Importer install dir Mac


#1

I’m using the slapi to make an importer plugin. I used to install it in the PlugIns folder inside the SketchUp package, but with the latest versions of Mac OSX if I do that, when I start SketchUp a dialog pops up saying that the application is corrupted and can’t start. Apparently in the latest version of OSX they increased security.
Am I still supposed to install the importer plugins in that directory? Is there a workaround?
Thanks,

Nicola

PS. The problem appears only in SketchUp 2015


#2

Since SketchUp 2014, Plugins go in the User path’s Library “Plugins” directory.

(1) Open SketchUp.
(2) Window (menu) > Ruby Console (menu item)
(3) Type into the console and hit ENTER:

Sketchup::find_support_file("Plugins")

On Windows (6+) it returns:

"%SYSTEMDRIVE%/Users/%USERNAME%/AppData/Roaming/SketchUp/SketchUp 2015/SketchUp/Plugins"

or more generally:

"%APPDATA%/SketchUp/SketchUp 2015/SketchUp/Plugins"

ADD: On the Mac it is likley this (or similar):

"~/Library/Application Support/SketchUp/SketchUp 2015/SketchUp/Plugins"

#3

Also … if you put the plugin into a Zip archive, and rename the file extension from .zip to .rbz, then the “Install Extension” button, on the “Extensions” panel, of the “Preferences” dialog, will install it into the correct location for your customers. (No need to explain any complicated technicalities of how to unhide the appdata folders, etc.)

As an .rbz archive, it can also be installed by the Trimble Extension Warehouse, or the SketchUcation Plugin Store extension.


#4

hey dan,

@fluidinteractv is talking about importer plugins (the ones which generally have .plugin extensions instead of .rb)

these ones:

i don’t know whether or not these will work in the regular plugins folder but just pointing out that fluid is talking about import/export plugins that show up in the list at File->Export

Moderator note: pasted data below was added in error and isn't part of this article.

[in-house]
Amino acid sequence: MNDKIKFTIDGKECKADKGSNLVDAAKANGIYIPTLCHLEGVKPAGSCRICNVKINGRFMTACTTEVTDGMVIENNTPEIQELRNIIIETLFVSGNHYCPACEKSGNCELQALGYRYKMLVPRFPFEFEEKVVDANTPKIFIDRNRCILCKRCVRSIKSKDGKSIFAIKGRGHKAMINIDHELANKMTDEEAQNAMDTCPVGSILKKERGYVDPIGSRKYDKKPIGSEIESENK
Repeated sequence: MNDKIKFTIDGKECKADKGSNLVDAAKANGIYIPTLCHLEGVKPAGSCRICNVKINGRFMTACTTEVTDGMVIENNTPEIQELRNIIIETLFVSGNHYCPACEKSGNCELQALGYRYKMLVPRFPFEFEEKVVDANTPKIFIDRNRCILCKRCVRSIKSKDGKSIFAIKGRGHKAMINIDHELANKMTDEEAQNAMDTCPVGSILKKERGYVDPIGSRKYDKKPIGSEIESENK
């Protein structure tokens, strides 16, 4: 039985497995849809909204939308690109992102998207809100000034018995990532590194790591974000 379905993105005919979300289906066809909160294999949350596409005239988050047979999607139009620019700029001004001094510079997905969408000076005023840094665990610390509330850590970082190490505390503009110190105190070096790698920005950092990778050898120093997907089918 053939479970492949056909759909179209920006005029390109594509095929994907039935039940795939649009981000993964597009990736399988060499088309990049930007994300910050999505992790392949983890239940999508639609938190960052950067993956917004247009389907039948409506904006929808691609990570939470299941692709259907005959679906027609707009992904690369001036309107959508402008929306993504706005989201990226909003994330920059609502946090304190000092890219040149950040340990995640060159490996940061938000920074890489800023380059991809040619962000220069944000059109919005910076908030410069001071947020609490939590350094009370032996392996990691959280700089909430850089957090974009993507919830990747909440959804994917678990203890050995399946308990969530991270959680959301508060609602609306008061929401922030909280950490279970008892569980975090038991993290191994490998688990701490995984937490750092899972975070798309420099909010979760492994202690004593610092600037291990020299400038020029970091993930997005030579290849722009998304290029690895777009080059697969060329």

#5

In OS X 10.9.5 and OS X 10.10, Apple has changed their code-signing requirements. This is a bit of a guess, but you may need to sign your plugin before OS X will allow SketchUp to load it.


#6

Jeff, thanks for clarifying.

The funny think is that there appears to be some check on the integrity of the SketchUp package, even if you just delete one of the default importer plugins shipped with SketchUp, you won’t be able to open SketchUp anymore.

So I suspect that new importer plugins should be installed somewhere else.
Installing the .plugin file to the ~/Library/Application Support/SketchUp/SketchUp 2015/SketchUp/Plugins directory doesn’t work, I’m gonna try zipping it and changing to the rbz extension, but I suspect that is not the correct location for importer plugins.


#7

Ok, I can confirm that the extension mechanism works for importer plugins as well. Just zip the .plugin file and then rename the extension from .zip to .rbz


#8

Cool. Where did the “mechanism” end up putting the files, just for giggles ?

On PC, these files are DLLs, and the OEM ones are in the “Exporters” and “Importers” sub-directories.
There is a SketchUp RubyAPI Importer wrapper class that helps interface with SketchUp.

Ruby’s global require() method can load binaries as well as rb scripts.

So (theoretically,) an importer plughin could be wrapped in a SketchupExtension instance, that allowed the user to switch it on and off.


#9

In Mac, it puts them in ~/Library/Application Support/SketchUp/SketchUp 2015/SketchUp/Plugins
and works fine.

But in Windows it doesn’t seem to work. I’m gonna try to use a ruby script to load the binary dll as you suggested.


#10

For a DLL, the entry point function must be a concat of the DLL filename (exact case) + “_Init”, otherwise require() will spit out a LoadError.


#11

Interesting. I have a similar thing I’m trying to figure out in another thread about building a custom exporter using the Xcode example in the SDK which generates a XmlExporter.plugin file.

zipping that resulting file, renaming it to XmlExporter.plugin.rbz or XmlExporter.rbz, neither end up with it showing up on the File->Export menu for 3D.

Any suggestions? Is your Importer written in C or Ruby?


#12

I wrote my importer in Ruby.

I used the Ruby API method Sketchup.register_importer(), to make SketchUp aware of my importer instance (so it could be listed as a filetype in the import file dialog’s filetype dropdown list.)

What? Did you think you got your own special standalone listing in the File menu (or Import submenu )?

I do not think that is the case, unless you yourself create the menuitem, and program the Export file dialog yourself.


#13

The importer I’m writing is in C++ and uses the SLAPI SDK.

@drwave Are you testing it on SketchUp Make or SketchUp Pro? I think SketchUp Make doesn’t load other exporters besides the default ones.


#14

The Ruby method likely calls a C-side function, so there should be a SDK function as well.


#15

I’m doing this is SketchUp Pro 2015. Turns out I had to put it in the Plugins directory of the app bundle, which is unfortunate, but doable.